Interview: Carol Morley, ‘Mass hysterias tend to centre on the anxieties of their times’
The director of Dreams of a Life talks about her new film, The Falling, starring Maisie Williams
Best known thus far for the dynamic and thought-provoking documentary Dreams of a Life, which examined how a once-popular young woman could die alone and lie forgotten for years, writer / director Carol Morley is now making waves with new fiction film The Falling. An electrifying tonal mix with elements of horror movie, teen comedy and social realist family drama, The Falling follows an outbreak of bizarre symtoms at a girls’ school in 1969.
‘Mass hysterias tend to centre on the anxieties of their times,’ Morley explains, ‘So nowadays they’ll be about toxicity, food contamination, stuff like that. A lot of the 1960s ones were around sexual anxieties. I thought it would be really interesting to look at female adolescents of that time, coming of age and exploring sexuality – and that very heightened emotion that you get as a teenage girl. I also liked the idea of setting a teen movie before the time of mobile phones and texting – with more direct communication.’ A girls’ school suggested itself because 60% of reported outbreaks of unexplained mass illness of this kind occur in school – and overwhelmingly in all-female environments.
‘It does happen in army barracks and in boys’ schools,’ Morley says, ‘but 90% are among females. People say it’s because women communicate in a different way.’ The director has been moved and heartened, however, to see men respond as intensely as women to early screenings of the film. ‘I like that a lot of guys are connecting with it,’ she says. ‘They’re intrigued, perhaps because it’s stuff that hasn’t really been represented about young female psychology.’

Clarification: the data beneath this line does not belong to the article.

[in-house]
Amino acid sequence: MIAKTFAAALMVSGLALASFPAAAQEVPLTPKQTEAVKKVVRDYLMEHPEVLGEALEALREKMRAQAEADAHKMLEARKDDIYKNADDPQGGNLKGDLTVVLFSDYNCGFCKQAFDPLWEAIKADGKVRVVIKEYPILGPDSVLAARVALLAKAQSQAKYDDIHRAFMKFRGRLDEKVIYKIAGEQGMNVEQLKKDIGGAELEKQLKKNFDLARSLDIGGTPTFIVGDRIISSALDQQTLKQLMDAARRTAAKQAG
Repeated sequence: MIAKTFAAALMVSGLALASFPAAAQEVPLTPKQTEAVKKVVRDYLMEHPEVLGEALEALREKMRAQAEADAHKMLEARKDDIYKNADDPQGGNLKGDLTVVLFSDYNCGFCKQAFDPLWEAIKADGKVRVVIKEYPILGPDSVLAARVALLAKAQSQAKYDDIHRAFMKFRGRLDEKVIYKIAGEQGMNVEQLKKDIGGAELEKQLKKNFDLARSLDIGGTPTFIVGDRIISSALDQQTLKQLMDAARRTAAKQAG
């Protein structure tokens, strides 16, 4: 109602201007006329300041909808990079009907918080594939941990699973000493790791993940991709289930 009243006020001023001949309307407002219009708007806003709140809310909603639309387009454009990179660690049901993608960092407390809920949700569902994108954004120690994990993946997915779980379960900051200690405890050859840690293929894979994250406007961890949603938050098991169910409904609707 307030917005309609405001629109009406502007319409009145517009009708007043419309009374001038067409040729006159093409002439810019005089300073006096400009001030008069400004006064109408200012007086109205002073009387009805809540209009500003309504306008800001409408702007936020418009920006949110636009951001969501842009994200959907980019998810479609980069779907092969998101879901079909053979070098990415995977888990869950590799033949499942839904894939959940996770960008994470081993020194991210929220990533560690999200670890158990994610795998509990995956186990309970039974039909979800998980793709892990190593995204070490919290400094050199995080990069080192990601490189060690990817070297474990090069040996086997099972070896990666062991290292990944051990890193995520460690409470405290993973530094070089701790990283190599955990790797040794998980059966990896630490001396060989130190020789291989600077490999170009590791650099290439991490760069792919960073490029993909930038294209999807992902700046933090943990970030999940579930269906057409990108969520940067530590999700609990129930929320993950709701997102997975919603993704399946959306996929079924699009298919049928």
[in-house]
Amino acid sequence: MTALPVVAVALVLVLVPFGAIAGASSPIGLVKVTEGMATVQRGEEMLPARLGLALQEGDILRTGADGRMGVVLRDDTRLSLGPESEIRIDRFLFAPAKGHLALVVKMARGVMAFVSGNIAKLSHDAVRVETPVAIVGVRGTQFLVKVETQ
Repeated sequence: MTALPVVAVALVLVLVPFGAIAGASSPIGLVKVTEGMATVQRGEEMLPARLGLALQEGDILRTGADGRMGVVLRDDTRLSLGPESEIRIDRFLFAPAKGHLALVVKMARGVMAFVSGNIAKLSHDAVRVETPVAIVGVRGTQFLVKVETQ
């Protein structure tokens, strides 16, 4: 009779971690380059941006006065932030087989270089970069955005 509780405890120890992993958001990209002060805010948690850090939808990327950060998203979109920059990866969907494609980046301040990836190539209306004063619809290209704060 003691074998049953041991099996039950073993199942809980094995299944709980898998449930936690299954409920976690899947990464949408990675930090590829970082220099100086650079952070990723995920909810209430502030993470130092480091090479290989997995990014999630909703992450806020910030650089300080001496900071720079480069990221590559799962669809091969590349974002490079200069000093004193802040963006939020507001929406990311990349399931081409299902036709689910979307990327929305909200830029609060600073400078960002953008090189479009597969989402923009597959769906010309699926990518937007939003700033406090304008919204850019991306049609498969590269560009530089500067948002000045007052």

In accessing that mysterious realm, Morley turned to her own memories of adolescence, but also benefited from the contributions of her young cast. The central role of Lydia, a sharp-tongued, charismatic girl with a bleak home life, is played by Maisie Williams, known for her part in Game of Thrones. Newcomer Florence Pugh plays her dreamy, precociously alluring friend Abbie. ‘I looked for people who could tell a story and engage you,’ Morley says of her audition process. ‘I brought in objects and had them tell stories about them; I did group workshops with them. And they were so open… they didn’t find any of it embarrassing. I think I would have!’
Among the older cast, both Maxine Peake and Greta Scaachi play scorchingly against type: Peake as Lydia’s edgy and reclusive mother, Scaachi as a battleaxe teacher hellbent on spoiling fun. ‘I asked Greta not to interact with the girls because I wanted them to be scared of her,’ Morley laughs, ‘but she loved them. She was always telling them how beautiful they were and giving them advice on acting.’ Peake, too, was encouraged to quell her natural ebullience. ‘Normally she’s so expressive, and I just wanted her to shut down.’
Other collaborators came to Morley by endearingly haphazard means. Cinematographer Agnes Godard, known for her work with Clair Denis, came on board after Morley sourced her email address through a Google search. Tracy Thorn provided original songs after Morley had a dream about her doing so, and made an approach via Twitter. Such spontaneity has aided in the creation of a film that feels at once orchestrated and organic; precise and strangely wild – just like the environment it portrays.
For Morley, boldness has paid off in helping the film to become what she wanted it to be. ‘If you get very afraid,’ she says, ‘then you close down. But if you’re open to things, then you encourage something to happen – and you encourage everybody involved to feel that they’re really part of something.’
The Falling is on general release from Fri 24 Apr.